Responsively designed web pages adjust their layout according to the viewport width of the device in use. Although tools exist to help developers test the layout of a responsive web page, they often rely on humans to flag problems. Yet, the considerable number of web-enabled devices with unique viewport widths makes this manual process both time-consuming and error-prone. Capable of detecting some common responsive layout failures, the ReDeCheck tool partially automates this process. Since ReDeCheck focuses on a web page’s document object model (DOM), some of the issues it finds are not observable by humans. This paper presents a tool, called Viser, that renders a ReDeCheck-reported layout issue in a browser, adjusting the opacity of certain elements and checking for a visible difference. Unless Viser classifies an issue as a human-observable layout failure, a web developer can ignore it. This paper’s experiments reveal the benefit of using Viser to support automated visual verification of layout failures in responsively designed web pages. Viser automatically classified all of the 117 layout failures that ReDeCheck reported for 20 web pages, each of which had to be manually analyzed in a prior study. Viser’s automated manipulation of element opacity also highlighted manual classification’s subjectivity: it categorized 28 issues differently to manual analysis, including three correctly reclassified as false positives.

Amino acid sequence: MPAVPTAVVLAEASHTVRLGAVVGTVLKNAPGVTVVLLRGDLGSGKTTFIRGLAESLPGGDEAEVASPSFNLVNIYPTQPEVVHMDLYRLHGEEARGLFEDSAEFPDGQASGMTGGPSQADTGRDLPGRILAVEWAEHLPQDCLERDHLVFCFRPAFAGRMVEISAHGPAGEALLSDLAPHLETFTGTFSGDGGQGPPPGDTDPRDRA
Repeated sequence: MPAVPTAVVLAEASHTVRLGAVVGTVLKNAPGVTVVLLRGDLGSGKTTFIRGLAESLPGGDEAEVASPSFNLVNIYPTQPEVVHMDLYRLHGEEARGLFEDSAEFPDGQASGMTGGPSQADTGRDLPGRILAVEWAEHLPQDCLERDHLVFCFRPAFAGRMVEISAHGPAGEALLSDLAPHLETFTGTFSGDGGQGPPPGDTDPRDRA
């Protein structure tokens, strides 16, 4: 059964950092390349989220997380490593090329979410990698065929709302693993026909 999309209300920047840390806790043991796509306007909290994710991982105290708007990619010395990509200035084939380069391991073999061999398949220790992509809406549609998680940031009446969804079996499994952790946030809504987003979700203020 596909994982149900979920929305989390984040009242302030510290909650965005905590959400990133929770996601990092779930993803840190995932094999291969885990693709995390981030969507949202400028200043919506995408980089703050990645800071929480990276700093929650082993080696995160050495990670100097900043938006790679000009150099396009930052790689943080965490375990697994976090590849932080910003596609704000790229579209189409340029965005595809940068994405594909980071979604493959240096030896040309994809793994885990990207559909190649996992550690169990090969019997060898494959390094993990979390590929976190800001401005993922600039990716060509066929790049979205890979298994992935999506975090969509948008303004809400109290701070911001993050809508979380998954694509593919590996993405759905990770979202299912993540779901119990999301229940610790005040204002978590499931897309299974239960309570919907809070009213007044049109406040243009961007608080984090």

Althomali, I., Kapfhammer, G. M., & McMinn, P. (2019). Automatic visual verification of layout failures in responsively designed web pages. Proceedings of the 12th International Conference on Software Testing, Verification and Validation.
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